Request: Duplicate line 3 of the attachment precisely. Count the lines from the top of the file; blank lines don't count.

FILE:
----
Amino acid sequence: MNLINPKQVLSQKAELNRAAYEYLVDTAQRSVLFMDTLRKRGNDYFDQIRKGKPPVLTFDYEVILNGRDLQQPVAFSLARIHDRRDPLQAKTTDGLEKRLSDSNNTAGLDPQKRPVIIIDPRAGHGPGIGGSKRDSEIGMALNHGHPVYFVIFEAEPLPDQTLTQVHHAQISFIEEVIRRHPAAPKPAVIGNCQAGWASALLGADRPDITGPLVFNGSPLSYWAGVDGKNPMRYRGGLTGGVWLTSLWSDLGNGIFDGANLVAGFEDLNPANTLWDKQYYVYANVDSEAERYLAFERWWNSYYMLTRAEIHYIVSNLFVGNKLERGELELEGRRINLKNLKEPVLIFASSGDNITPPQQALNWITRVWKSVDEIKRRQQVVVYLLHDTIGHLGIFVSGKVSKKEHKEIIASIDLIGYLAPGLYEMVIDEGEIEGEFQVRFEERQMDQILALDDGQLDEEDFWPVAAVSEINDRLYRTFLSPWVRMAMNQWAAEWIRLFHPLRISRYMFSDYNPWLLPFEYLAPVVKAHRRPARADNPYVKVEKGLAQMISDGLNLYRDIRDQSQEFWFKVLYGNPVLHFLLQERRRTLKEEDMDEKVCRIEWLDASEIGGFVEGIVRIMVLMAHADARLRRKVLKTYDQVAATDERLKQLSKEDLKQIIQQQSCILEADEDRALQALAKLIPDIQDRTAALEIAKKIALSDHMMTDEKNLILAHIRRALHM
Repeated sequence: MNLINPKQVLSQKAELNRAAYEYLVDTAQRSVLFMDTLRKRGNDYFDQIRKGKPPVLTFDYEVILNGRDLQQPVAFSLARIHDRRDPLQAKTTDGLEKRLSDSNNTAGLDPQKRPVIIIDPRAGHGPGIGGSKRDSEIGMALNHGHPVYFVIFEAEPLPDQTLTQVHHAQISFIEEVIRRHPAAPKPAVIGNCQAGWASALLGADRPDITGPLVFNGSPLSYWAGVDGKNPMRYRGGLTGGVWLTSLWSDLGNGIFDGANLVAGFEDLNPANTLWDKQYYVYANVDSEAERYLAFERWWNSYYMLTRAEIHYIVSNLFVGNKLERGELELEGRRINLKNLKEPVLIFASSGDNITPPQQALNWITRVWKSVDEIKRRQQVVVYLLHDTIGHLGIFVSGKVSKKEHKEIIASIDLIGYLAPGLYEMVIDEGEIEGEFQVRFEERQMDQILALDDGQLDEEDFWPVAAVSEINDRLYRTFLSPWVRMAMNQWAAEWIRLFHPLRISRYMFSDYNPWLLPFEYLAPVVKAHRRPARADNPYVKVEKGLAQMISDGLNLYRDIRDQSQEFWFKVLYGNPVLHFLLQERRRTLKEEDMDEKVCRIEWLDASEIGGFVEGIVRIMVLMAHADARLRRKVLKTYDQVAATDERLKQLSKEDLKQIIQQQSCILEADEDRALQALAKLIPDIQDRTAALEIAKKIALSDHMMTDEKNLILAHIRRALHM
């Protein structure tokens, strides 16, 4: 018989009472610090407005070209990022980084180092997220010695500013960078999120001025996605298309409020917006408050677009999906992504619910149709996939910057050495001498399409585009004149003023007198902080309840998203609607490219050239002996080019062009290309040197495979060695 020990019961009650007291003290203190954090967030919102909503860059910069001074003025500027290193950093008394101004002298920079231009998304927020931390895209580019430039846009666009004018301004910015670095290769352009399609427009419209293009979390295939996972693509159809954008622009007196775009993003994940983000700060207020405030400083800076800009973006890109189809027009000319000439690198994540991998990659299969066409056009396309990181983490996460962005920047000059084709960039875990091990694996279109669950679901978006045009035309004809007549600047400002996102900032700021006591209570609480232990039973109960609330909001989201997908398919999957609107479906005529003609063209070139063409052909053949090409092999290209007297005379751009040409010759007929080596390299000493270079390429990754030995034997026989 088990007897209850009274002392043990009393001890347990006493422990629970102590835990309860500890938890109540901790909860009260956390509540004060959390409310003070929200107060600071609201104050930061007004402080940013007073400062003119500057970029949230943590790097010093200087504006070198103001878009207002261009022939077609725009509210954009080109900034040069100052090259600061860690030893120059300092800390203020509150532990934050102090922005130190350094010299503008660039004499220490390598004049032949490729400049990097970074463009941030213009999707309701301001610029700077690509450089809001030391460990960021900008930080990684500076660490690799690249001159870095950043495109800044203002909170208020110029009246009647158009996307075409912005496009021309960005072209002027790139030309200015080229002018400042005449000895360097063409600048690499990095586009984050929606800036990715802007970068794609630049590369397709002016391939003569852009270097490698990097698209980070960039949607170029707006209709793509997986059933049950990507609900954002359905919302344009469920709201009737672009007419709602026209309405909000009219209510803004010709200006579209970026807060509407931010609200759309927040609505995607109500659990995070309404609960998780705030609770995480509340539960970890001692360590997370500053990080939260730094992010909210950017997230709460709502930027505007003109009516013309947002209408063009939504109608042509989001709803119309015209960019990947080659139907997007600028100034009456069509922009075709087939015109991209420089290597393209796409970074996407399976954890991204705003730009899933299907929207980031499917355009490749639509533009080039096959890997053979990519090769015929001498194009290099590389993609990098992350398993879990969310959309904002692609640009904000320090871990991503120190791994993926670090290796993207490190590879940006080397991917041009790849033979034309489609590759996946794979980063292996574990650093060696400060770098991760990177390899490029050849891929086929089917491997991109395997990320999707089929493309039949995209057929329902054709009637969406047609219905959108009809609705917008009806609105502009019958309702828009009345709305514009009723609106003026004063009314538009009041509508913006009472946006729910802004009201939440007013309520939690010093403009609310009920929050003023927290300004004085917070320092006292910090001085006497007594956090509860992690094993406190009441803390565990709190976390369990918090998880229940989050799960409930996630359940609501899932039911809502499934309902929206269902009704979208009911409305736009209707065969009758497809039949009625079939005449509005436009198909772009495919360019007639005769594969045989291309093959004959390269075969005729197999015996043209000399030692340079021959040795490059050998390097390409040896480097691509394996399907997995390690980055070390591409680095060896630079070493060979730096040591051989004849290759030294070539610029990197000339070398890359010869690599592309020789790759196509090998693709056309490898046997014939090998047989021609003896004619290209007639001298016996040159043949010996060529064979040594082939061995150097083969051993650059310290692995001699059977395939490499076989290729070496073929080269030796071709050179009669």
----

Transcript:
């Protein structure tokens, strides 16, 4: 018989009472610090407005070209990022980084180092997220010695500013960078999120001025996605298309409020917006408050677009999906992504619910149709996939910057050495001498399409585009004149003023007198902080309840998203609607490219050239002996080019062009290309040197495979060695 020990019961009650007291003290203190954090967030919102909503860059910069001074003025500027290193950093008394101004002298920079231009998304927020931390895209580019430039846009666009004018301004910015670095290769352009399609427009419209293009979390295939996972693509159809954008622009007196775009993003994940983000700060207020405030400083800076800009973006890109189809027009000319000439690198994540991998990659299969066409056009396309990181983490996460962005920047000059084709960039875990091990694996279109669950679901978006045009035309004809007549600047400002996102900032700021006591209570609480232990039973109960609330909001989201997908398919999957609107479906005529003609063209070139063409052909053949090409092999290209007297005379751009040409010759007929080596390299000493270079390429990754030995034997026989 088990007897209850009274002392043990009393001890347990006493422990629970102590835990309860500890938890109540901790909860009260956390509540004060959390409310003070929200107060600071609201104050930061007004402080940013007073400062003119500057970029949230943590790097010093200087504006070198103001878009207002261009022939077609725009509210954009080109900034040069100052090259600061860690030893120059300092800390203020509150532990934050102090922005130190350094010299503008660039004499220490390598004049032949490729400049990097970074463009941030213009999707309701301001610029700077690509450089809001030391460990960021900008930080990684500076660490690799690249001159870095950043495109800044203002909170208020110029009246009647158009996307075409912005496009021309960005072209002027790139030309200015080229002018400042005449000895360097063409600048690499990095586009984050929606800036990715802007970068794609630049590369397709002016391939003569852009270097490698990097698209980070960039949607170029707006209709793509997986059933049950990507609900954002359905919302344009469920709201009737672009007419709602026209309405909000009219209510803004010709200006579209970026807060509407931010609200759309927040609505995607109500659990995070309404609960998780705030609770995480509340539960970890001692360590997370500053990080939260730094992010909210950017997230709460709502930027505007003109009516013309947002209408063009939504109608042509989001709803119309015209960019990947080659139907997007600028100034009456069509922009075709087939015109991209420089290597393209796409970074996407399976954890991204705003730009899933299907929207980031499917355009490749639509533009080039096959890997053979990519090769015929001498194009290099590389993609990098992350398993879990969310959309904002692609640009904000320090871990991503120190791994993926670090290796993207490190590879940006080397991917041009790849033979034309489609590759996946794979980063292996574990650093060696400060770098991760990177390899490029050849891929086929089917491997991109395997990320999707089929493309039949995209057929329902054709009637969406047609219905959108009809609705917008009806609105502009019958309702828009009345709305514009009723609106003026004063009314538009009041509508913006009472946006729910802004009201939440007013309520939690010093403009609310009920929050003023927290300004004085917070320092006292910090001085006497007594956090509860992690094993406190009441803390565990709190976390369990918090998880229940989050799960409930996630359940609501899932039911809502499934309902929206269902009704979208009911409305736009209707065969009758497809039949009625079939005449509005436009198909772009495919360019007639005769594969045989291309093959004959390269075969005729197999015996043209000399030692340079021959040795490059050998390097390409040896480097691509394996399907997995390690980055070390591409680095060896630079070493060979730096040591051989004849290759030294070539610029990197000339070398890359010869690599592309020789790759196509090998693709056309490898046997014939090998047989021609003896004619290209007639001298016996040159043949010996060529064979040594082939061995150097083969051993650059310290692995001699059977395939490499076989290729070496073929080269030796071709050179009669």